There is also the risk of suffering hallucinations, severe anxiety, or panic attacks, which could all cause the need for a sedative drug to calm you down or to prevent you from harming yourself or others. Pharmaceutical interventions will only be used if absolutely necessary and only when it is in your best interests.
Possible Complications from Klonopin Withdrawal
If you have been a long-term user of Klonopin and you try to quit, you are more likely to suffer from severe symptoms than someone who has been using it for a short period of time. The risk is also high for those who have been abusing Klonopin in high doses, or for those mixing it with other substances. In such cases, symptoms might include seizures and psychotic episodes, which could lead to fatal consequences if not treated properly.
There is also a risk of developing what is known as post-acute withdrawal, or protracted withdrawal. Around ten to fifteen per cent of people will develop post-acute withdrawal, which means that they may experience symptoms for around a year or more after stopping Klonopin use. These symptoms can include:
- anxiety, which can continue for up to two years
- depression, which may continue for months
- paraesthesia, which is a tingling or pins and needles feeling in arms and legs; this can continue for months or years
- gastrointestinal symptoms similar to irritable bowel syndrome, which can continue for months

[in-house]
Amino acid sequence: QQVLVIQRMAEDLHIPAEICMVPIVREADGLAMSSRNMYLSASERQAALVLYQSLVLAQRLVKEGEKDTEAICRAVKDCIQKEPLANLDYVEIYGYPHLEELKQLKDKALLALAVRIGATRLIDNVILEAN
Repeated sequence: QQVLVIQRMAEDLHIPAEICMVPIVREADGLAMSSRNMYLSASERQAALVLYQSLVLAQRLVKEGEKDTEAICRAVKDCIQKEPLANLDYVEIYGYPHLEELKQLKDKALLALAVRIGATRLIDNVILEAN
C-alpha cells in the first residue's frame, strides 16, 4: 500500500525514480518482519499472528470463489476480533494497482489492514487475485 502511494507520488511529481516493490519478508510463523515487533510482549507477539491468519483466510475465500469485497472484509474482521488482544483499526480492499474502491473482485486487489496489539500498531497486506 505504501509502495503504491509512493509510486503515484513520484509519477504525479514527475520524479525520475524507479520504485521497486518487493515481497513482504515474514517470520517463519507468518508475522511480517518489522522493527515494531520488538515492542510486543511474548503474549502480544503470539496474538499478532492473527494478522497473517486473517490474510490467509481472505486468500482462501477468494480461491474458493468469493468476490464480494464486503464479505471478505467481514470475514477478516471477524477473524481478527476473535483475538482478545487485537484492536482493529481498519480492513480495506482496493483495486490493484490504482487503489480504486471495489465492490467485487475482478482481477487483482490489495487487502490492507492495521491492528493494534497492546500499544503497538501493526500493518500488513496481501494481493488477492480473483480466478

- muscle spasms and jerking movements; some people will develop restless leg syndrome or violent jerking while sleeping.
Klonopin Addiction Treatment and Rehab
Detox is the necessary first step for those looking to overcome a Klonopin addiction, but beyond this, more treatment is usually necessary. As well as dealing with the physical element of the addiction, it is necessary to tackle the emotional and psychological impact in a more comprehensive manner. This takes place with a programme of rehabilitation.
Rehab for Klonopin addiction can take place on a daycare setting in an outpatient facility or on a residential basis in an inpatient clinic. Either way, you can expect to be treated with various behavioural and talking therapies, holistic treatments, and medication if appropriate.
Frequently Asked Questions
How will I know if I’m experiencing Klonopin withdrawal?
If you stop taking Klonopin and begin to feel unwell, it is likely you are experiencing withdrawal. Symptoms might include blurred vision, headache, and a rapid heartbeat. You may also notice that the symptoms that you began taking Klonopin for in the first place return; they may be worse than they were before you took your medication. These are known as rebound symptoms and are often the first to appear when the drug is withdrawn.
Can Klonopin withdrawal kill you?
Although fatal complications are rare with Klonopin withdrawal, there is a risk of life-threatening symptoms such as respiratory depression and seizures. It is important, therefore, that your withdrawal from this medication is managed properly. The best and safest way to detox is with a gradual reduction of the medication rather than an abrupt cessation, where the risk of severe complications would be higher.